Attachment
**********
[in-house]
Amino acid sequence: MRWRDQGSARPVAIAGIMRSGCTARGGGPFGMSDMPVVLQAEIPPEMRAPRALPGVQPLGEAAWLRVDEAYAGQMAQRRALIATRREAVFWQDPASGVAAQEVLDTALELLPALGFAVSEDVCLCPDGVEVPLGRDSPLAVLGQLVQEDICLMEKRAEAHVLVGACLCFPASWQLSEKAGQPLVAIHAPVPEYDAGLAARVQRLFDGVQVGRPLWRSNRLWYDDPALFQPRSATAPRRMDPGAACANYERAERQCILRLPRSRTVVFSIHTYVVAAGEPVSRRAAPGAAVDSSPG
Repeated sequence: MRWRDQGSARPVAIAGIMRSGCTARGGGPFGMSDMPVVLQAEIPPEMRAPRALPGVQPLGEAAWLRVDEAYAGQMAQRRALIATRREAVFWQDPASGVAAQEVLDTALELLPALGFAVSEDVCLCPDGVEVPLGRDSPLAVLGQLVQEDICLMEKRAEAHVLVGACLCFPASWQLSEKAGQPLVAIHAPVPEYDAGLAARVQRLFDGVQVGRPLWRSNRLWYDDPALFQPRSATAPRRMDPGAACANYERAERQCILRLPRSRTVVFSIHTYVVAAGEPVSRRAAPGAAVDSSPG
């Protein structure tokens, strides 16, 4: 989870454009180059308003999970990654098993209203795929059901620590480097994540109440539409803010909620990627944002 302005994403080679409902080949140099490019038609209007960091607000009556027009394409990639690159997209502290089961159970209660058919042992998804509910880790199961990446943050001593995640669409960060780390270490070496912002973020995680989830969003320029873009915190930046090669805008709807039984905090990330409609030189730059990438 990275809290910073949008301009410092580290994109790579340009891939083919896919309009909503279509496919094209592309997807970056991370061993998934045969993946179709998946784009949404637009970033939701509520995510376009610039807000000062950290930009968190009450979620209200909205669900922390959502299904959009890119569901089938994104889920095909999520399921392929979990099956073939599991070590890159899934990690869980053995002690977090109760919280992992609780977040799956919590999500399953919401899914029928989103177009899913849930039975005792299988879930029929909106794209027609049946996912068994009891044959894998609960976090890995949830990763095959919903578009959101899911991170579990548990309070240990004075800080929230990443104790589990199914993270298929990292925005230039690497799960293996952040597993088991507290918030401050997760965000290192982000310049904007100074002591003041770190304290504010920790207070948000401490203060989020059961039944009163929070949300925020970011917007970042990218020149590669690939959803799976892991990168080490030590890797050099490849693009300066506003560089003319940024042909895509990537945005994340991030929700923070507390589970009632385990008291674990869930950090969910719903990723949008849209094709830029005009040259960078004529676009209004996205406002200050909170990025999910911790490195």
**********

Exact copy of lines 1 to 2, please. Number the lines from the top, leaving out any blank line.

[in-house]
Amino acid sequence: MRWRDQGSARPVAIAGIMRSGCTARGGGPFGMSDMPVVLQAEIPPEMRAPRALPGVQPLGEAAWLRVDEAYAGQMAQRRALIATRREAVFWQDPASGVAAQEVLDTALELLPALGFAVSEDVCLCPDGVEVPLGRDSPLAVLGQLVQEDICLMEKRAEAHVLVGACLCFPASWQLSEKAGQPLVAIHAPVPEYDAGLAARVQRLFDGVQVGRPLWRSNRLWYDDPALFQPRSATAPRRMDPGAACANYERAERQCILRLPRSRTVVFSIHTYVVAAGEPVSRRAAPGAAVDSSPG